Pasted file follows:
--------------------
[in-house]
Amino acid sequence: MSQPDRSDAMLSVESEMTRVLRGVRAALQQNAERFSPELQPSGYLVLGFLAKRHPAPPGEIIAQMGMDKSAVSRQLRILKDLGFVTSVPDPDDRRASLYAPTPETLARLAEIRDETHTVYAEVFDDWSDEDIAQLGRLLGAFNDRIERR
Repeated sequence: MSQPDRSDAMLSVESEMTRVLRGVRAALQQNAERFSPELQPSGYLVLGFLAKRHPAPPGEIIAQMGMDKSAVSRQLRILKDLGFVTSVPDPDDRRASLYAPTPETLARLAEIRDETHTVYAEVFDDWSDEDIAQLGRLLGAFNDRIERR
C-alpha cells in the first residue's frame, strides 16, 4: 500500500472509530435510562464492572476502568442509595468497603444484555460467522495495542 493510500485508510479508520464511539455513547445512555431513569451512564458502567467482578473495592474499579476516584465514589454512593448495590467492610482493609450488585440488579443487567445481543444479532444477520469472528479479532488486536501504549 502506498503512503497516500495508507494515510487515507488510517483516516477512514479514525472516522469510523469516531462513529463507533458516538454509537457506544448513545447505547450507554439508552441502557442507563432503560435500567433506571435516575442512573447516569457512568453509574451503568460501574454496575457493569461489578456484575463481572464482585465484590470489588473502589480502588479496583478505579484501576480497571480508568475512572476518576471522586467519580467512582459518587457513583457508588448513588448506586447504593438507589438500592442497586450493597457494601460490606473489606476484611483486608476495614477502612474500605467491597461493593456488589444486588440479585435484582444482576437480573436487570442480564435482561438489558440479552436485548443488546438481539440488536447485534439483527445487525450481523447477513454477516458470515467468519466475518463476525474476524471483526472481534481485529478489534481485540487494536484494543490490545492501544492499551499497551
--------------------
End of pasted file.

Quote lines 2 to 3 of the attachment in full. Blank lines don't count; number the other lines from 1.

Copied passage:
Amino acid sequence: MSQPDRSDAMLSVESEMTRVLRGVRAALQQNAERFSPELQPSGYLVLGFLAKRHPAPPGEIIAQMGMDKSAVSRQLRILKDLGFVTSVPDPDDRRASLYAPTPETLARLAEIRDETHTVYAEVFDDWSDEDIAQLGRLLGAFNDRIERR
Repeated sequence: MSQPDRSDAMLSVESEMTRVLRGVRAALQQNAERFSPELQPSGYLVLGFLAKRHPAPPGEIIAQMGMDKSAVSRQLRILKDLGFVTSVPDPDDRRASLYAPTPETLARLAEIRDETHTVYAEVFDDWSDEDIAQLGRLLGAFNDRIERR